Prime minister Rishi Sunak has today (Tuesday 20 June) been invited by goplasticpallets.com for a serious discussion on reforming the Plastic Packaging Tax (PPT), in a move reflecting increasing frustrations across the logistics industry. Through an open letter, also sent to 10 Downing Street, managing director Jim Hardisty expressed his concerns about the current tax framework, arguing for a reform that wouldn’t unfairly impact businesses contributing towards a sustainable supply chain.
Since its introduction in April 2022, the PPT has been levied on companies that manufacture or import plastic packaging, which does not contain at least 30% recycled plastic. The inclusion of certain plastic pallets, pallet boxes and crates in this tax – items that often remain in the supply chain for up to 15 years – has been met with considerable opposition from the industry.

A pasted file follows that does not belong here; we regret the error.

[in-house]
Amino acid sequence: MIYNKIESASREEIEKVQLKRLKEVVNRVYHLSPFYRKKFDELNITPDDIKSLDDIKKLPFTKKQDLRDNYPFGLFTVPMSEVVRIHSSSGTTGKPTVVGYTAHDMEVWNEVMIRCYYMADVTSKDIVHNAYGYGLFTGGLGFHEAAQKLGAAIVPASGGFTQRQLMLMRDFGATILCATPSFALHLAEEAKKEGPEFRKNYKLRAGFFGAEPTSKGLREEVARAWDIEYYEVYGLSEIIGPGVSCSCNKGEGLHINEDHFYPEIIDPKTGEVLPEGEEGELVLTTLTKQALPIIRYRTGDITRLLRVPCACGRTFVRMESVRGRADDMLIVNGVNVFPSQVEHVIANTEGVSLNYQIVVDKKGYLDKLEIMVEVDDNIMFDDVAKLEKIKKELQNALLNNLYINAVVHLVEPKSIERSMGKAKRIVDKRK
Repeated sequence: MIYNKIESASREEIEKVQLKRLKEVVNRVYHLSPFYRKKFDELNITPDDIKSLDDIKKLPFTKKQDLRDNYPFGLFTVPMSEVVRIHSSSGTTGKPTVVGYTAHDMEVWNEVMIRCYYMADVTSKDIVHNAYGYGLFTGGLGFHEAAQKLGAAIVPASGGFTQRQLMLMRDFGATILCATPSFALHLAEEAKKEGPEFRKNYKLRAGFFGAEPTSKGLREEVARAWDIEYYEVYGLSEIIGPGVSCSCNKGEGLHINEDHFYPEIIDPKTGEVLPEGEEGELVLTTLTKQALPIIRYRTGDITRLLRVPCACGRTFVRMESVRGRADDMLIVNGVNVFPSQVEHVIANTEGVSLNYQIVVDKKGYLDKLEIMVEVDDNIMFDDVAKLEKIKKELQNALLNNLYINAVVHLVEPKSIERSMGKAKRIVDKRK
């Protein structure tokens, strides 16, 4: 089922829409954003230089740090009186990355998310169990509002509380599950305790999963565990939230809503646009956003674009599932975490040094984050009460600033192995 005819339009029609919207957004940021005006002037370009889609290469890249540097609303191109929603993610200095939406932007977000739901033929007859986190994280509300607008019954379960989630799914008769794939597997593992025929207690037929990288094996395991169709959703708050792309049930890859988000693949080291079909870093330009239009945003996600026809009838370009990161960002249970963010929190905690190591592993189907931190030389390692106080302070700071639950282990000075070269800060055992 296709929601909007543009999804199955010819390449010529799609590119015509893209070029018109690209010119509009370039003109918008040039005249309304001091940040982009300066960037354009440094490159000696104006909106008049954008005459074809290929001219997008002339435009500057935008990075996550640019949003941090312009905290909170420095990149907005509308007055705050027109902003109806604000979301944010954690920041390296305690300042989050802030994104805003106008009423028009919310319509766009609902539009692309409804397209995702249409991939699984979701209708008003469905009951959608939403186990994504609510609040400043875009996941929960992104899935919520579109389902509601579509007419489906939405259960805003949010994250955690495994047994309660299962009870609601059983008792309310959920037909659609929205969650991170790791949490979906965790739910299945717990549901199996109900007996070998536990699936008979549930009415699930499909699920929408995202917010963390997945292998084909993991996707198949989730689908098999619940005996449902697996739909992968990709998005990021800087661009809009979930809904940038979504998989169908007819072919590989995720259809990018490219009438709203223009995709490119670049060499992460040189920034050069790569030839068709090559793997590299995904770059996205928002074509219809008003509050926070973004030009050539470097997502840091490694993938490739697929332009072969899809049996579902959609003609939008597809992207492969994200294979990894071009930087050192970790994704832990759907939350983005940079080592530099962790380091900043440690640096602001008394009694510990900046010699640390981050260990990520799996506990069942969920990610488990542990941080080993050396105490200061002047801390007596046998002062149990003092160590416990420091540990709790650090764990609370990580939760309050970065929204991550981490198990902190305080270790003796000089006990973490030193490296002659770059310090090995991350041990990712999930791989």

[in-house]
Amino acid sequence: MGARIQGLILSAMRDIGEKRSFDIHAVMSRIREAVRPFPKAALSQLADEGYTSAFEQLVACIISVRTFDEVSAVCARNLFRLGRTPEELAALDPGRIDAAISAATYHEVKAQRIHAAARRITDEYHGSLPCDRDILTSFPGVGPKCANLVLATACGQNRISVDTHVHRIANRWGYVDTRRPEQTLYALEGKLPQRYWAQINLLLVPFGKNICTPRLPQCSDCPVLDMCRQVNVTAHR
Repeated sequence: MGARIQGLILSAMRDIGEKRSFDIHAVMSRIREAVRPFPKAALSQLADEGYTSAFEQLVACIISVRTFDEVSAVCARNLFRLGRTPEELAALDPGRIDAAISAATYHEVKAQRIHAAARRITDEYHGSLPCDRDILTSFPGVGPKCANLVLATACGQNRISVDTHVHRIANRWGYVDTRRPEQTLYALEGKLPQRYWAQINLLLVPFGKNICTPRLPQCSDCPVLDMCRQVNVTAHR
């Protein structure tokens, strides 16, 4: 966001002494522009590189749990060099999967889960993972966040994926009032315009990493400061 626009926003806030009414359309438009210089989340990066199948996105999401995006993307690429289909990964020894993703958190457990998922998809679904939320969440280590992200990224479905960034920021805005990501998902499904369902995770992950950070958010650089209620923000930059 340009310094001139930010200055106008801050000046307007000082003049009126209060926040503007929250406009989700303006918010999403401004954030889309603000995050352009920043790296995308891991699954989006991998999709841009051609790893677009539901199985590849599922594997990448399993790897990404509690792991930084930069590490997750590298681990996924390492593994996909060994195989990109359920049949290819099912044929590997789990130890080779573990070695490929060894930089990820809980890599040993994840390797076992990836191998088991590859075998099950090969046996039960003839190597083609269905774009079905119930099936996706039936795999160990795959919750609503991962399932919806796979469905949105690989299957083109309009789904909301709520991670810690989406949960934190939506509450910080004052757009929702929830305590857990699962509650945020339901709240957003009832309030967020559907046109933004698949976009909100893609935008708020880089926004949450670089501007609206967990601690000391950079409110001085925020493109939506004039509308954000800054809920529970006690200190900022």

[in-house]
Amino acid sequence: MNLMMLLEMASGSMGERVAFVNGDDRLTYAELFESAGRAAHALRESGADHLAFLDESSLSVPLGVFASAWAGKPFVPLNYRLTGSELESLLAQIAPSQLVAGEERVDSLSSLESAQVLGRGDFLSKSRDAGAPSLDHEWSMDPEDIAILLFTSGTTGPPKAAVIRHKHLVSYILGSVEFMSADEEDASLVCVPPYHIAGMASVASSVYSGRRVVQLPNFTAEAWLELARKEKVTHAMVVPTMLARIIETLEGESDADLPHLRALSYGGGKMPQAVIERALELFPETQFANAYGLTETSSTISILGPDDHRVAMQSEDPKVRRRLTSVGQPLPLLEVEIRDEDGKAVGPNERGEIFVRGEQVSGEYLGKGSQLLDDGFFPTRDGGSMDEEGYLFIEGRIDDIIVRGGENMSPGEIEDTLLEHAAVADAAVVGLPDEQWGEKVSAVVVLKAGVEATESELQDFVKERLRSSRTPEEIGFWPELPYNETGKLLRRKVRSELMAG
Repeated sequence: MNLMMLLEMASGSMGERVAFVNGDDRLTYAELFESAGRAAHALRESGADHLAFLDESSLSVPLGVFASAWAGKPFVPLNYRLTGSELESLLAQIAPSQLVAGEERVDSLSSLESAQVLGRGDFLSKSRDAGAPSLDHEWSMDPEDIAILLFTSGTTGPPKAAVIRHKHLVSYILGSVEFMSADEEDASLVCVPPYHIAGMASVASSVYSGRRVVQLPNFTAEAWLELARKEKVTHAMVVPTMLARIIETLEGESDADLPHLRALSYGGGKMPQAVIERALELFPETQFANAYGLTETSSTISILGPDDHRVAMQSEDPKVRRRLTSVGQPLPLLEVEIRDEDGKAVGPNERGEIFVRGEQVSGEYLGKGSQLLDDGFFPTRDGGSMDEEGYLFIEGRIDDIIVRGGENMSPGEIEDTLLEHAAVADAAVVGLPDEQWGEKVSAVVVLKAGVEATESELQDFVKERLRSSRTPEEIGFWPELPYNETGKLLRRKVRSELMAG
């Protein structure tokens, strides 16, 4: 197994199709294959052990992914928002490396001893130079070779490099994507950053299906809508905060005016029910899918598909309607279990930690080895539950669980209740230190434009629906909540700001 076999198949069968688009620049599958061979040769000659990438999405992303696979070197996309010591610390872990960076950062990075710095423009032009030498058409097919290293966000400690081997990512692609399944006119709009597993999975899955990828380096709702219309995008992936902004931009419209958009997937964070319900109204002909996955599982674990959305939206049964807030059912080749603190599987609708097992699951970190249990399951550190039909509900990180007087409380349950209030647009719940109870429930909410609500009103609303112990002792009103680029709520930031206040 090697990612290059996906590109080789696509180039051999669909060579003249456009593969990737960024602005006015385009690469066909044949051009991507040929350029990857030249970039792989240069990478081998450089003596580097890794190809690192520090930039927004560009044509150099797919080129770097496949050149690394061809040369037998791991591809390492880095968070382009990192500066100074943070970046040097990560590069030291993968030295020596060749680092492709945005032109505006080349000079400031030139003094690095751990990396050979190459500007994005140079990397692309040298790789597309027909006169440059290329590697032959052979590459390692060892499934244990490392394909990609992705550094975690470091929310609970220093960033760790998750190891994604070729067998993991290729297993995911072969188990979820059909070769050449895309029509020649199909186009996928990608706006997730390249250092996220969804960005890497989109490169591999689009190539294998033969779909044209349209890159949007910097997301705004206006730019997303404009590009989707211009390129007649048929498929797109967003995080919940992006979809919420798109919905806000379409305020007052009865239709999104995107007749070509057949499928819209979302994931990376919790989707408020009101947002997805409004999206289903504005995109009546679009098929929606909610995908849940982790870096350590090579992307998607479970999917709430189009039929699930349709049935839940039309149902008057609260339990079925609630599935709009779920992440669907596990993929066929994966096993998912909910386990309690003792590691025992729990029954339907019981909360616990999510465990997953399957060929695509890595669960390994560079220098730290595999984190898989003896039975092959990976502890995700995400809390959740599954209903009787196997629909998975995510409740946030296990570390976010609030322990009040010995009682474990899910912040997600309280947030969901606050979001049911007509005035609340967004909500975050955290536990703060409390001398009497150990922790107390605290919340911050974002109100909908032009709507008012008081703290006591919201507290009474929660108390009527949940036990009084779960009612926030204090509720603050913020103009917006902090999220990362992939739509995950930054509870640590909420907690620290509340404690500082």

Hardisty’s letter revealed the strain placed on his company and others in the sector, as a result of what he perceives as a “fundamentally flawed” tax. goplasticpallets.com, well-known across the sector for its commitment to sustainability, had to pay over £180,000 in PPT for the 2022/2023 period alone.
“The current form of the PPT has inadvertently penalised our environmentally-friendly products, making it harder for us to compete and invest in our business and our team. This is why I am calling for a thorough review and reform of the PPT,” he writes.
“Prime minister, I believe that PPT, in its current form, is fundamentally flawed and not fit for purpose. I suggest that it should be scrapped and reintroduced with a clear focus on single-use plastic.”